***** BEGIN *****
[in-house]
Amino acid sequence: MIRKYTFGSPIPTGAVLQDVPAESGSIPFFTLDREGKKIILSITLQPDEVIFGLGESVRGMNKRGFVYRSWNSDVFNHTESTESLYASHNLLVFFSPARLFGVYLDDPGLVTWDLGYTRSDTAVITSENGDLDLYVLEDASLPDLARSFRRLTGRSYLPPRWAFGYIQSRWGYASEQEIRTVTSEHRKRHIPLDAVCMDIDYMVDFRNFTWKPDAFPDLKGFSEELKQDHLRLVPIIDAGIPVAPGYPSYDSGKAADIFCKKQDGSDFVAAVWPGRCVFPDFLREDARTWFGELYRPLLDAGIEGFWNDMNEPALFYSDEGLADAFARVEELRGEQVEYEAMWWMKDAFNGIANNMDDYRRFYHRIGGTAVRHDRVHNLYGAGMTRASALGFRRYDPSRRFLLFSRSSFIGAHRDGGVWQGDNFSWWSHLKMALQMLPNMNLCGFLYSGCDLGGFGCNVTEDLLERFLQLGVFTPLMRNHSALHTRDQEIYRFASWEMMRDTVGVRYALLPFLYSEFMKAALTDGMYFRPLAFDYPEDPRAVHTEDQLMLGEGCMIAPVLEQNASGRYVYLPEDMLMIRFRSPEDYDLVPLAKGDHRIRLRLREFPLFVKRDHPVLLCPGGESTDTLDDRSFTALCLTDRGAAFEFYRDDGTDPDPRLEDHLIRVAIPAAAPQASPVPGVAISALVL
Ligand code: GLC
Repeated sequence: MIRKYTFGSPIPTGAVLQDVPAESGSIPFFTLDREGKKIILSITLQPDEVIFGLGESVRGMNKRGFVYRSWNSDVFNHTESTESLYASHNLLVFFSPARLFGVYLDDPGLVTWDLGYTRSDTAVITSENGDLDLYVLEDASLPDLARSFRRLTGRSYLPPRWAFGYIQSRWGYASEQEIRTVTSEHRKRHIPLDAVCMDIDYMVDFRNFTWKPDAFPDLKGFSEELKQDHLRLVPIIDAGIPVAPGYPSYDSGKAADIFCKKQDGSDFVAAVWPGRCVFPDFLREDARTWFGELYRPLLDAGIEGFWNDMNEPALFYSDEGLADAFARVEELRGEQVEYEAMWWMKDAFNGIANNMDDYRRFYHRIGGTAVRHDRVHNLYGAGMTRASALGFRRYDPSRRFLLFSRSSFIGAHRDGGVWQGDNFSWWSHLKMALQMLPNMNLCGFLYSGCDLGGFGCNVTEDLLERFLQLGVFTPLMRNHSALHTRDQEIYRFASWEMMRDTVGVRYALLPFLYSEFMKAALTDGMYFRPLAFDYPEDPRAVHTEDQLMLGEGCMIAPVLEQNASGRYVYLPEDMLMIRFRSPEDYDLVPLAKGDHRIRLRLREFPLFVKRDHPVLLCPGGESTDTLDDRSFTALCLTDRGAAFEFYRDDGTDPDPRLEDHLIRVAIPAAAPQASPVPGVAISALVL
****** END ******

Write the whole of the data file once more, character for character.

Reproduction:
[in-house]
Amino acid sequence: MIRKYTFGSPIPTGAVLQDVPAESGSIPFFTLDREGKKIILSITLQPDEVIFGLGESVRGMNKRGFVYRSWNSDVFNHTESTESLYASHNLLVFFSPARLFGVYLDDPGLVTWDLGYTRSDTAVITSENGDLDLYVLEDASLPDLARSFRRLTGRSYLPPRWAFGYIQSRWGYASEQEIRTVTSEHRKRHIPLDAVCMDIDYMVDFRNFTWKPDAFPDLKGFSEELKQDHLRLVPIIDAGIPVAPGYPSYDSGKAADIFCKKQDGSDFVAAVWPGRCVFPDFLREDARTWFGELYRPLLDAGIEGFWNDMNEPALFYSDEGLADAFARVEELRGEQVEYEAMWWMKDAFNGIANNMDDYRRFYHRIGGTAVRHDRVHNLYGAGMTRASALGFRRYDPSRRFLLFSRSSFIGAHRDGGVWQGDNFSWWSHLKMALQMLPNMNLCGFLYSGCDLGGFGCNVTEDLLERFLQLGVFTPLMRNHSALHTRDQEIYRFASWEMMRDTVGVRYALLPFLYSEFMKAALTDGMYFRPLAFDYPEDPRAVHTEDQLMLGEGCMIAPVLEQNASGRYVYLPEDMLMIRFRSPEDYDLVPLAKGDHRIRLRLREFPLFVKRDHPVLLCPGGESTDTLDDRSFTALCLTDRGAAFEFYRDDGTDPDPRLEDHLIRVAIPAAAPQASPVPGVAISALVL
Ligand code: GLC
Repeated sequence: MIRKYTFGSPIPTGAVLQDVPAESGSIPFFTLDREGKKIILSITLQPDEVIFGLGESVRGMNKRGFVYRSWNSDVFNHTESTESLYASHNLLVFFSPARLFGVYLDDPGLVTWDLGYTRSDTAVITSENGDLDLYVLEDASLPDLARSFRRLTGRSYLPPRWAFGYIQSRWGYASEQEIRTVTSEHRKRHIPLDAVCMDIDYMVDFRNFTWKPDAFPDLKGFSEELKQDHLRLVPIIDAGIPVAPGYPSYDSGKAADIFCKKQDGSDFVAAVWPGRCVFPDFLREDARTWFGELYRPLLDAGIEGFWNDMNEPALFYSDEGLADAFARVEELRGEQVEYEAMWWMKDAFNGIANNMDDYRRFYHRIGGTAVRHDRVHNLYGAGMTRASALGFRRYDPSRRFLLFSRSSFIGAHRDGGVWQGDNFSWWSHLKMALQMLPNMNLCGFLYSGCDLGGFGCNVTEDLLERFLQLGVFTPLMRNHSALHTRDQEIYRFASWEMMRDTVGVRYALLPFLYSEFMKAALTDGMYFRPLAFDYPEDPRAVHTEDQLMLGEGCMIAPVLEQNASGRYVYLPEDMLMIRFRSPEDYDLVPLAKGDHRIRLRLREFPLFVKRDHPVLLCPGGESTDTLDDRSFTALCLTDRGAAFEFYRDDGTDPDPRLEDHLIRVAIPAAAPQASPVPGVAISALVL